Welcome back to the blog!
In addition to working with clients on investment and wealth management, I write a quarterly blog on tax tips and tidbits.
However, in this edition, I’m going to deviate from the typical quarterly release and write on a topic that is not primarily tax focused.
A Little Historical Context
In years past, it wasn’t uncommon for Canadians to hold a collection of disjointed investment accounts at multiple institutions.
It was easy for this to result over time - there was the account opened after college, the group RRSP from a former employer, the shares inherited from an aunt or uncle, some mutual funds and ETFs scattered with a few different advisors and perhaps a handful of GICs at a local bank or credit union.
Conversely, for other individuals it didn’t simply happen this way, it was the result of a belief in the old adage “don’t put all your eggs in one basket” as a means to theoretically spread out risk, thinking that if one advisor performed poorly, perhaps they could be balanced out with the success of the other.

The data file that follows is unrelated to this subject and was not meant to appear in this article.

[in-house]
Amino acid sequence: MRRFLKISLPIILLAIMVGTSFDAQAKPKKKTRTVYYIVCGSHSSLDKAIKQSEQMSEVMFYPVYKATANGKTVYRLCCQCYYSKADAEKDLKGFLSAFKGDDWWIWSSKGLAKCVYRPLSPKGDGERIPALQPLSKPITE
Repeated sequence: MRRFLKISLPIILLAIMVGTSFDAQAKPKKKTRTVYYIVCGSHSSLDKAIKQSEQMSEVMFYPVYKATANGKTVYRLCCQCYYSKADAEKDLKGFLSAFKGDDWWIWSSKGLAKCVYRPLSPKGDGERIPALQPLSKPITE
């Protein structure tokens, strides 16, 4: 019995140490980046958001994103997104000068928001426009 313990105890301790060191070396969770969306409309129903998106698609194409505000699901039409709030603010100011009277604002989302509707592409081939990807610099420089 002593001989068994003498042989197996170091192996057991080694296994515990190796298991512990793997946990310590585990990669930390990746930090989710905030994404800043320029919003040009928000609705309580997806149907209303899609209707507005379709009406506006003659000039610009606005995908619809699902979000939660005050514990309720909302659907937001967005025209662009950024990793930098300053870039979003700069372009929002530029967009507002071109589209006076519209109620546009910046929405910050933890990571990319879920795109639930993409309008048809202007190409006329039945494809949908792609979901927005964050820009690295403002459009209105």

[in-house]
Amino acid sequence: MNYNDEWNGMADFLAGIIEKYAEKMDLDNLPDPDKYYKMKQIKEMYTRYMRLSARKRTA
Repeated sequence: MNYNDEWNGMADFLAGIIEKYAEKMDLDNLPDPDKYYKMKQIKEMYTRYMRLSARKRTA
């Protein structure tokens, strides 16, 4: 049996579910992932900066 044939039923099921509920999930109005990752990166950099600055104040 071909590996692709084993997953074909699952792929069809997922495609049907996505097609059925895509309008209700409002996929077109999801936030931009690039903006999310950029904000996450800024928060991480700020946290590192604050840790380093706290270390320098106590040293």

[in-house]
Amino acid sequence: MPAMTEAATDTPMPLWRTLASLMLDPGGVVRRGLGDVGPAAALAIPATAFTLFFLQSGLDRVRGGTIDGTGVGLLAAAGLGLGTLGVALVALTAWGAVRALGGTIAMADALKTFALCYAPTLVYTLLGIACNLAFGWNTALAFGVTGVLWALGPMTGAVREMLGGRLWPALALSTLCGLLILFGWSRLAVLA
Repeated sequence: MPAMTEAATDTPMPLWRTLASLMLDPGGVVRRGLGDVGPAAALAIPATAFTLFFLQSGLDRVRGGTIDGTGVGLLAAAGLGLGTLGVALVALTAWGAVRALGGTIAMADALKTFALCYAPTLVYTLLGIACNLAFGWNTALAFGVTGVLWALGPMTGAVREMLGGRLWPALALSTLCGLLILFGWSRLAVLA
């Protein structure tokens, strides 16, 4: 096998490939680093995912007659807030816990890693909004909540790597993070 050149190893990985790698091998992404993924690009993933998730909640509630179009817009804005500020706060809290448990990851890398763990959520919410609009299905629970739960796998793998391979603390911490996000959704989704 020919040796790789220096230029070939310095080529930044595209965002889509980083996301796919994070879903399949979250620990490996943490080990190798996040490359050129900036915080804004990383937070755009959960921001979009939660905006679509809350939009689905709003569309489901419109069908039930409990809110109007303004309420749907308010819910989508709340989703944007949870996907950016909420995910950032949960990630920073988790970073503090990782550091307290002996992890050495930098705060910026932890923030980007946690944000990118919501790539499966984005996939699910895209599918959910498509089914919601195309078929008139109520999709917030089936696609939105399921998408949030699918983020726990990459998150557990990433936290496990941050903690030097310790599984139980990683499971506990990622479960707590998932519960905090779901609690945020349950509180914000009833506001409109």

In either situation, I’d argue that the overall resulting portfolio is often unwieldy, difficult to manage, daunting to organize, and creates a scenario where it is nearly impossible to ensure that a client is actually investing according to any sort of personalized plan.
Today, the times are changing as there is now a growing trend among high-net-worth clients towards working with a single advisor (Capgemini World Wealth Report), as clients are recognizing the benefits of bringing assets together under one umbrella with a focus on holistic wealth management.
lt might sound self-fulfilling for advisors to preach the virtues of consolidation, however, bear with me, as I’ve outlined my rationale and top 5 reasons below for why consolidating investment accounts with one advisor is beneficial for a client and just makes sense.
Savings on investment management costs
I’ll start with investment management costs, as it seems you can’t watch the news, open the paper or surf the web without hearing about investment costs and the impact on returns.